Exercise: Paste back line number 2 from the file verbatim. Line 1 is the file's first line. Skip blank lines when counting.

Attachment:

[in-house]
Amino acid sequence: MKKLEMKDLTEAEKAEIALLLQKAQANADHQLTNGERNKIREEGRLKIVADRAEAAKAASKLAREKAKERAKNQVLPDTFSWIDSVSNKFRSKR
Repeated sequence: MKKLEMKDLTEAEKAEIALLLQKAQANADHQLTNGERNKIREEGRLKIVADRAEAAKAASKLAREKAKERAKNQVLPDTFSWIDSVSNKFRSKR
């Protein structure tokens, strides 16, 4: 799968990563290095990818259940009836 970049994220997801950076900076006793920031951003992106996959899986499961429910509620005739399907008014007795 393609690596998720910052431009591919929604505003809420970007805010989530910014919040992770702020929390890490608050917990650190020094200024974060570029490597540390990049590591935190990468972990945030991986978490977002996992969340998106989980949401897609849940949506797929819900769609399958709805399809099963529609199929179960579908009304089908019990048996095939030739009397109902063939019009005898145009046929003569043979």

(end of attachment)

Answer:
Amino acid sequence: MKKLEMKDLTEAEKAEIALLLQKAQANADHQLTNGERNKIREEGRLKIVADRAEAAKAASKLAREKAKERAKNQVLPDTFSWIDSVSNKFRSKR